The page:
TIFF files, on the other hand, are limited in the amount of editing that can be done, as some of the original data has already been discarded by the process of scanning and the negative itself.
For this reason, we can’t stress enough the importance of making a good capture during the scanning process to get the image as close as you imagine them to be in the final process!
If you made it so far, it means that you really care about this. We hope your brain is not melting from such technical jibberish. But to be honest, we feel that if you are taking your photography seriously, this is information that you probably like to have.
Knowing the differences between these two formats can help you make the right choice for each particular situation.
Those who do pixel-level retouching/adjusting to their images need to capture every single leaf in a landscape or render butter-smooth color transitions. In those cases, 16-bit it is. And for everything else…
Mastercard JPG is fine.
Without a doubt, JPG is the king of the hill on the internet. Actually, without JPG the internet as we know it today wouldn’t be possible due to its versatility and efficiency. It is ideal for sharing images online and ensuring that they look great while still being easy to download.
Additionally, JPG images can be compressed and optimized to further reduce the file size, allowing them to be quickly uploaded and shared without sacrificing quality. JPGs are also supported by most image editing software, making it easier to adjust the image. All in all, JPG is a great choice for sharing images online or for any other purpose where file size or compatibility is important.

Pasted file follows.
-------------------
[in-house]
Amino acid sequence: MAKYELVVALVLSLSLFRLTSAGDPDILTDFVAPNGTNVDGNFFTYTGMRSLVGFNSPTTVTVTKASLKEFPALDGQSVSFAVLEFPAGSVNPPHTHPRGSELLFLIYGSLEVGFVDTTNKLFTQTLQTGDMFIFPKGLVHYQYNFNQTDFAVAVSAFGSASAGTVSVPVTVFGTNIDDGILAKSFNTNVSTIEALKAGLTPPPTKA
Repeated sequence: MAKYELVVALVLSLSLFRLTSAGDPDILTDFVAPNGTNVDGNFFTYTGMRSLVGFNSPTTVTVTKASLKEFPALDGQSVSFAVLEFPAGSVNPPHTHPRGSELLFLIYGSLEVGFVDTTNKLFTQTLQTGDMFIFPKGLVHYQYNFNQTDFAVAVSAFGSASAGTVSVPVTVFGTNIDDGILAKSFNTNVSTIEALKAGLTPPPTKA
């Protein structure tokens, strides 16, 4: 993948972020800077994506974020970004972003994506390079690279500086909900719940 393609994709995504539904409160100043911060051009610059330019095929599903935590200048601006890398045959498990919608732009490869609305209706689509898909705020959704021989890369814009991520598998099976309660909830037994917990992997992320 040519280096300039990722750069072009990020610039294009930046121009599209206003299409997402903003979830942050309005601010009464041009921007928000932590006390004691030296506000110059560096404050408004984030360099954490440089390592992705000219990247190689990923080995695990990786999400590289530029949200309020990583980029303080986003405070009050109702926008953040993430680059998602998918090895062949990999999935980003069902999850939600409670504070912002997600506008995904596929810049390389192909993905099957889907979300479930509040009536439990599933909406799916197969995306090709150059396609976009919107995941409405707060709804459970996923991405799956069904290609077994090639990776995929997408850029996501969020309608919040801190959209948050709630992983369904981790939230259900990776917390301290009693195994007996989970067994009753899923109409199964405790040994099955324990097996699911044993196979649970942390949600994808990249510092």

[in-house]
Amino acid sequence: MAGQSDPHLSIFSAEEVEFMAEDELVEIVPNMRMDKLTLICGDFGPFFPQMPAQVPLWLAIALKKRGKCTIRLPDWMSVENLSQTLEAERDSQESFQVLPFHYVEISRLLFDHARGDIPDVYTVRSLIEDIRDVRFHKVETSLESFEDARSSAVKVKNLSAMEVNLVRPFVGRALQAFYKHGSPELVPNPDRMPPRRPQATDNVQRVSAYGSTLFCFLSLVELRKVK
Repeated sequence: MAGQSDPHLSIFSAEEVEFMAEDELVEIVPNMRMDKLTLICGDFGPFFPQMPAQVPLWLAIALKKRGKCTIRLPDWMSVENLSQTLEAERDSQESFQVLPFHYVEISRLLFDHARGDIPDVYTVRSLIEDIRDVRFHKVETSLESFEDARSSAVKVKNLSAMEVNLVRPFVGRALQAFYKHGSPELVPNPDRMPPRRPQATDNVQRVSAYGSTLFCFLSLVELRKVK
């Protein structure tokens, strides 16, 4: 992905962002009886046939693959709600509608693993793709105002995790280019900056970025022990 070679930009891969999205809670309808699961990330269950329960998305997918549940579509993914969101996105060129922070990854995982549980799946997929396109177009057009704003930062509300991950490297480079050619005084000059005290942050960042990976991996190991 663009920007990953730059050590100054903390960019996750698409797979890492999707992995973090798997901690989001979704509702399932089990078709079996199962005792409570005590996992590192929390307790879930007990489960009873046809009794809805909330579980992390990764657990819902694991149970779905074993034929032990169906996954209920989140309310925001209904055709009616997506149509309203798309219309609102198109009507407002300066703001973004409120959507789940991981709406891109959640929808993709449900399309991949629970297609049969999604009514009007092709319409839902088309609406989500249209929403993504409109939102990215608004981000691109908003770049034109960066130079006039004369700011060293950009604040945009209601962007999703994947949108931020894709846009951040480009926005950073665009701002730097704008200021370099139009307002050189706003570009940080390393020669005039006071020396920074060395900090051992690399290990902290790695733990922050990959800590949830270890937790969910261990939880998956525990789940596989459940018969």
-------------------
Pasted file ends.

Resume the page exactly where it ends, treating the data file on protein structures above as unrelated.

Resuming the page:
Here is a comparison of how the JPEG compression affects an image zoomed at 800%, so you can see how the image losses information progressively but still at JPG-8 or even JPG-6 still retains a great amount of detail.
SO, WHICH ONE SHOULD I USE?
As most things in life, there is no one format intrinsically better than the other. We always encourage photographers to go for JPG if they are not sure.
For rescans or work that needs to be enlarged out of the web, TIFF is our format of choice.
If you still have questions buzzing in your head, contact us at email@example.com, and we will be more than happy to answer as always!
Making film photography more accessible and easier to understand is the reason why it exists, and that’s why in between all the buzz of the daily we create time to put these articles together and help you understand this thing called photography that we all felt in love with.
If you want to explore the depths of the world of JPGs even more thoroughly, you need to check out the detailed video created by Branch Education on Youtube. This video delves into the intricate details of the algorithm, covering a variety of topics such as file compression, color profiles, and image types.
So, if you’re looking for a comprehensive guide to understanding the nuances of the files we use in our daily lives, then this video is an absolute must-watch!
Head of the lab since 2013 and currently managing the team, developing new projects and trying to bound the international film photography community. These are only my personal thoughts, you may or may not find them relevant, I believe there is nothing healthier than a good debate 🙂
– Albert Roig, Manager at the Lab